AbstractBackground and purpose:
The association between vascular risk factors and dementia is of interest. Several studies have shown that cerebral small vessel disease (SVD) is associated with dementia. However, the association between cerebral large vessel disease (LVD) and dementia has not been thoroughly examined.Methods:
The Osaka Follow-up Study for Carotid Atherosclerosis, Part 2, was a prospective cohort study of cardiovascular events and dementia in which patients (n = 1106) with vascular risk factors underwent carotid ultrasound. Of these patients, 600 who had normal cognitive function were included and underwent brain magnetic resonance imaging. The presence of lacunar infarction and carotid stenosis served as markers for SVD and LVD, respectively.Results:
Amongst 600 patients (mean 68 years, 57% men), 261 (44%) showed lacunar infarction and 94 (16%) showed carotid stenosis. During the follow-up period (median 8.0 years), 57 patients had incident dementia. Patients with carotid stenosis and lacunar infarction were significantly more likely to be diagnosed with dementia (log-rank test, P = 0.037 and P < 0.001, respectively). The association between lacunar infarction and dementia remained significant after adjusting for risk factors including stroke history, apolipoprotein E genotype and years of education (hazard ratio 2.64, 95% confidence interval 1.22–6.09). However, the presence of carotid stenosis was not associated with incident dementia after adjusting for age and sex (P =0.477).Conclusions:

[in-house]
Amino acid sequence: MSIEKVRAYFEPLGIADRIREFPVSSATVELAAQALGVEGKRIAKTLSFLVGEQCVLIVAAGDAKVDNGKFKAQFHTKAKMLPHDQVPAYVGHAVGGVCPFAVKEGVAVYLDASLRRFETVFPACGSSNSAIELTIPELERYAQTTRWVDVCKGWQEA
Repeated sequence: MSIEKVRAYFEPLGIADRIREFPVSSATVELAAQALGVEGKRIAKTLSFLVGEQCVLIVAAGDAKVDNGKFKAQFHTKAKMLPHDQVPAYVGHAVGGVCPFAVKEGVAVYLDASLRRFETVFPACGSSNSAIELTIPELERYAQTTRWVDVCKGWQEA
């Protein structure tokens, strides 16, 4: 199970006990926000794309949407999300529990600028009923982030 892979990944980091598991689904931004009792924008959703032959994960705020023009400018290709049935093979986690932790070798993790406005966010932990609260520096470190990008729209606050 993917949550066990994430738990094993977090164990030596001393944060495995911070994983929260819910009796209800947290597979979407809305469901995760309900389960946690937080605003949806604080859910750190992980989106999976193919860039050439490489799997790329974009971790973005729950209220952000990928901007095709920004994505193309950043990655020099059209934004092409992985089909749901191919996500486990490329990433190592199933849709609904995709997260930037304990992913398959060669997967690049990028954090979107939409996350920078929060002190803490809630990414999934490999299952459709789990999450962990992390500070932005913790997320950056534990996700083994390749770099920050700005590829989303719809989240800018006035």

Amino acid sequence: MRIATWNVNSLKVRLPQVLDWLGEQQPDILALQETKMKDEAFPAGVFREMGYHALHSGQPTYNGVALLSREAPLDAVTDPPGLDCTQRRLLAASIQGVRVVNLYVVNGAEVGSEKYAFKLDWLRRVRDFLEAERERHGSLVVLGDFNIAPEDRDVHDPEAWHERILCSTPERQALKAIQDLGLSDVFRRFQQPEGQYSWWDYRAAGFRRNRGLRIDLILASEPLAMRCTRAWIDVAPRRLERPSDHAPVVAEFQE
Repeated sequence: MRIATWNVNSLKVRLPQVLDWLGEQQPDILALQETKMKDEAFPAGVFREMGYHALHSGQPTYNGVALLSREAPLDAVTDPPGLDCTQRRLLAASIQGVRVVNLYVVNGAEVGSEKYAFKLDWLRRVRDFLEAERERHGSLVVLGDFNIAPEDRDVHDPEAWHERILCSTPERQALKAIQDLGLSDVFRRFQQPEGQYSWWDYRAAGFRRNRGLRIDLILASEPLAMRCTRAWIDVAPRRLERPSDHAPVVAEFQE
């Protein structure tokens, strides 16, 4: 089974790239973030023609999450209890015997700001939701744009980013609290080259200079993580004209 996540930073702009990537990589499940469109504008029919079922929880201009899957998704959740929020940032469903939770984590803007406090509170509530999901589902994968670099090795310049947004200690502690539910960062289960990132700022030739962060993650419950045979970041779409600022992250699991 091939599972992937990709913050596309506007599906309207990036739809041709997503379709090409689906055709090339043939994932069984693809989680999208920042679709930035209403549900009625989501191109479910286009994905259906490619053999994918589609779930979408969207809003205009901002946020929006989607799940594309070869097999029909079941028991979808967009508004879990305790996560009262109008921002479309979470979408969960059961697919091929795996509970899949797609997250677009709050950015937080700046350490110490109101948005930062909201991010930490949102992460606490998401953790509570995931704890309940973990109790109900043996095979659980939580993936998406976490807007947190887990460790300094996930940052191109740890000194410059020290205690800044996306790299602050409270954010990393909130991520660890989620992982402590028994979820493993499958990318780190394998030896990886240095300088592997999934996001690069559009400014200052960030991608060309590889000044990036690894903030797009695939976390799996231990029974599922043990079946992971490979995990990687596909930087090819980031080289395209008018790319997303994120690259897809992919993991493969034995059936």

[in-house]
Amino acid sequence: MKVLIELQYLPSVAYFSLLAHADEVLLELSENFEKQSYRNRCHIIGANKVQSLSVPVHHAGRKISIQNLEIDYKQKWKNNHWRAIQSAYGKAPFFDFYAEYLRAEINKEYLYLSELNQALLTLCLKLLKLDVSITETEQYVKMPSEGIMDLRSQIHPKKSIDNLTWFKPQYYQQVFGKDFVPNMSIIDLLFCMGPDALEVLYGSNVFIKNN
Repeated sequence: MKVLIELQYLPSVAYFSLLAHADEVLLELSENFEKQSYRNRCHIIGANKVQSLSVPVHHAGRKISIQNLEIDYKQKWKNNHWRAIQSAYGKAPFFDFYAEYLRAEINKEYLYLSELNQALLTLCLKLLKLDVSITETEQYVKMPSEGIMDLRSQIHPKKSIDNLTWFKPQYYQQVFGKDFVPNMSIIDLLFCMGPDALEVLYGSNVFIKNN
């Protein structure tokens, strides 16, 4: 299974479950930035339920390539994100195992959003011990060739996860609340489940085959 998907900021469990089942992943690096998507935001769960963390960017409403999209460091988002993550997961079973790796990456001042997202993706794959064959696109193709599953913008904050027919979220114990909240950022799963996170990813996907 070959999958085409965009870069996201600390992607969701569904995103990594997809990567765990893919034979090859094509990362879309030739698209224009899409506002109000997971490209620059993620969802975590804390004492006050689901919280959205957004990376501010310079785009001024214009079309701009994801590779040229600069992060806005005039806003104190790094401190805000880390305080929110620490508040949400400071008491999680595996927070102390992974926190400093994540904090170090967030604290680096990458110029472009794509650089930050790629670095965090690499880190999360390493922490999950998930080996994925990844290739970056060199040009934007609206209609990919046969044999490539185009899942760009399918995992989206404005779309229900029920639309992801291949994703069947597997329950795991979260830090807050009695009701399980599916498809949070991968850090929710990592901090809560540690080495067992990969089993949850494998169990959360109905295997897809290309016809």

This study demonstrated that carotid stenosis had little association with dementia, but lacunar infarction had a significant association. The impact of SVD on dementia could be much greater than that of LVD.